They taste almost the same, but gun to head, I would say B was a little more elegant in how it melted in my mouth. The mikan seemed exactly the same, though. I just don’t want to be in the bottom of the rankings anymore so I hope I get it.”

Yuuichiro Wasai: “B”

Yuuichiro: “I can’t find any point to tell the difference by. Even after eating both, I really can’t tell them apart… Thinking about it more isn’t going to help either, so I’ll just choose B. I think the mandarins were a little firmer.
I mean, it’s Ginza Sembikiya, so there should be a difference in the mandarins, right? I really can’t tell anything from the jelly part so let’s go with B based on the texture of the fruit.”

Mr. Sato: “B”

Mr. Sato: “I cannot lose this one. It’s my one chance to get ahead of Yoshio in the ranking! Ugh, but it’s hard… It’s hard but I think it’s B?
B had a more delicate jelly and the mandarin didn’t feel coarse. Then again, when I ate A, I began to wonder if it was the expensive one. It’s a big question mark, but… I’ll go with B this time.”

Yoshio: “A”

Yoshio: “My kids love jelly, but I don’t eat it. Still, A is really good. I didn’t know jelly could be this good! Like, isn’t this stuff easy to make? Anyway, A was subtly sweet, right? I was a little impressed by it.
On the other hand, B had a kind of random sweetness to it. The sweetness of B just felt strong, like it was simply soaked in syrup.”

And when all the juice had settled, both Ahiruneko and Yoshio voted for A, while the other five writers sided with B. Yoshio and Go were by far the most confident votes, but ended up on opposite sides of the fence. Meanwhile, Yoshio and Mr. Sato were both locked in a nail-bitingly close battle to stay out of last place.

The writers gathered in the office to hear that the most expensive jelly was…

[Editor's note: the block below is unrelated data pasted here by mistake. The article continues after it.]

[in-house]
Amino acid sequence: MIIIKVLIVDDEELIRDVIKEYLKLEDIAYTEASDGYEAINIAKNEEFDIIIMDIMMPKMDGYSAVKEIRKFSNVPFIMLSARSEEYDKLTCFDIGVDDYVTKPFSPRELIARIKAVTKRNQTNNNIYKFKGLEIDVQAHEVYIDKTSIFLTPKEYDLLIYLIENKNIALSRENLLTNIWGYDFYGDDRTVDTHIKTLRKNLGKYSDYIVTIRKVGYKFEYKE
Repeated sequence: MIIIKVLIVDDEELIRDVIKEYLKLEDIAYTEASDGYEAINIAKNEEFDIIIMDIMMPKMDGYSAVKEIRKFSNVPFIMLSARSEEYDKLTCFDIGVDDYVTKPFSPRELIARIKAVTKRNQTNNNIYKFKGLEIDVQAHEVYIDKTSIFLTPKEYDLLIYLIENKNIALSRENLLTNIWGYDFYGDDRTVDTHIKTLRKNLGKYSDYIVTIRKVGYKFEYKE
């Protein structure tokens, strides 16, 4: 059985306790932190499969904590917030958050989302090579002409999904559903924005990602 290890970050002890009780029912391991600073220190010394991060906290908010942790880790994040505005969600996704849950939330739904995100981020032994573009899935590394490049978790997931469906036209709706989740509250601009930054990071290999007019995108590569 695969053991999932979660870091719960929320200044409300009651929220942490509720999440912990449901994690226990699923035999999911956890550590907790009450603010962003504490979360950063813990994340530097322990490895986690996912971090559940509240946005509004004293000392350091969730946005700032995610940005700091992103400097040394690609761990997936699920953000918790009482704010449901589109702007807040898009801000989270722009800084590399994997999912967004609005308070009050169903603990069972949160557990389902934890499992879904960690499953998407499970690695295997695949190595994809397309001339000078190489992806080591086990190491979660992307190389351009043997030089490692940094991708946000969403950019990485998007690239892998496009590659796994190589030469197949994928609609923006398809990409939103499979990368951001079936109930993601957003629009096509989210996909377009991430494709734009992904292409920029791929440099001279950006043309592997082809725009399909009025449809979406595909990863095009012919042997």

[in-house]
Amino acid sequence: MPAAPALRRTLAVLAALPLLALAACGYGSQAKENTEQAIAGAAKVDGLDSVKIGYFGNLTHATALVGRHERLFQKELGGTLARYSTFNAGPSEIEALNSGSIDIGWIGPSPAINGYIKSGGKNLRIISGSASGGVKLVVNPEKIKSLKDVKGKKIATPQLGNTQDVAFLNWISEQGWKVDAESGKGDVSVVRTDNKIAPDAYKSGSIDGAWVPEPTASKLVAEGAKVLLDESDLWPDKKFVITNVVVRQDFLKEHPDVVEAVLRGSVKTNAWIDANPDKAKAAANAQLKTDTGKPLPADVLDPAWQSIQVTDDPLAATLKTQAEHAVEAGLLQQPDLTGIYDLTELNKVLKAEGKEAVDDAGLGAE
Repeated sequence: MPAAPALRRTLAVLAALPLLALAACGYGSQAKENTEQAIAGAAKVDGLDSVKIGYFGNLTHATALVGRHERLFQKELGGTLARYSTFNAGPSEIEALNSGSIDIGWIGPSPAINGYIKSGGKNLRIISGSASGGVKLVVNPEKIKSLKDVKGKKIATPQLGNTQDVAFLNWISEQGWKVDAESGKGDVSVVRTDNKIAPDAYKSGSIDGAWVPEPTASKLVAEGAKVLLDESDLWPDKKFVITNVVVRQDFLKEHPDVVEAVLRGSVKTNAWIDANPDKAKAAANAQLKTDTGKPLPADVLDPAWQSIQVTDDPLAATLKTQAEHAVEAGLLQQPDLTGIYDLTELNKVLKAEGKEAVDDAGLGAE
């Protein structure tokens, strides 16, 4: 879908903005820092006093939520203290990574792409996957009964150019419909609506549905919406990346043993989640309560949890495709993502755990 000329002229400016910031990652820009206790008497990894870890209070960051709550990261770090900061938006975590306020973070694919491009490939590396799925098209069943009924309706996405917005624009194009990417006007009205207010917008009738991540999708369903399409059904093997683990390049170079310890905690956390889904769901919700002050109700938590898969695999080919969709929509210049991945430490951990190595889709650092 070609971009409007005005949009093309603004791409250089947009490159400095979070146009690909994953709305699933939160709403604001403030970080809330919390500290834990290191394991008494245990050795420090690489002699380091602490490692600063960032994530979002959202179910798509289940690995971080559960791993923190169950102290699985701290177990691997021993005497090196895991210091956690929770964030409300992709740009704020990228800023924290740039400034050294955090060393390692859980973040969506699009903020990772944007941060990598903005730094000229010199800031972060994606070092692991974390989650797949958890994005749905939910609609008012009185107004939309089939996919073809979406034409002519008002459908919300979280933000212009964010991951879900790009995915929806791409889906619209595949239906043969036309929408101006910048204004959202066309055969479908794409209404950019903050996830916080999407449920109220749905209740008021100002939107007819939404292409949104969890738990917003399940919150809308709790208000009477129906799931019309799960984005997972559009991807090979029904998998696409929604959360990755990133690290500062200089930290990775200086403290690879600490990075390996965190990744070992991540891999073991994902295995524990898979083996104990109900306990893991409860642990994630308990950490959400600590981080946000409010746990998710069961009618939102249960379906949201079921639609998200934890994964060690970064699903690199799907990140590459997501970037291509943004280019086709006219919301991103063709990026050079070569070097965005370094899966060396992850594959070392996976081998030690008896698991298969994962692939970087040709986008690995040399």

▼ B!!! B is the jelly from Ginza Sembikiya!!!

And with that, Mr. Sato has pulled himself out of last place one more time. Meanwhile, P.K. has further extended his dominance on the competition, but Go’s remarkably astute assessment of the jellies shows that he might be a force in the future after getting some more wins under his belt.

Here are the updated rankings with some final remarks.

P.K.: 29 wins / 7 losses (80.5-percent correct rate): “This one was a total hunch!”

Go: 21 wins / 11 losses (65.6-percent correct rate): “B felt like it grew up in the rich part of town.”

Ahiruneko: 20 wins / 11 losses (64.5-percent correct rate): “When it comes to jelly, there’s no need to feel blown away, even if it’s from Sembikiya.”

Yuuichiro: 18 wins / 10 losses (64.2-percent correct rate): “The texture of the fruit made it B for me.”

Masanuki: 21 wins / 14 losses (60-percent correct rate): “B melted in my mouth a little more elegantly.”

Mr. Sato: 16 wins / 14 losses (53.3-percent correct rate): “B’s jelly was more delicate.”

Yoshio: 15 wins / 15 losses (50-percent correct rate): “I was impressed by A. I didn’t know jelly could be that good…”

It looks like Yoshio made the cardinal error of choosing based on his personal preference. In Gourmet Writers’ Rating Check, however, one must know that taste is subjective and look beyond that to identify true quality. We’ll see if he learned his lesson and can climb back up in the rankings next time!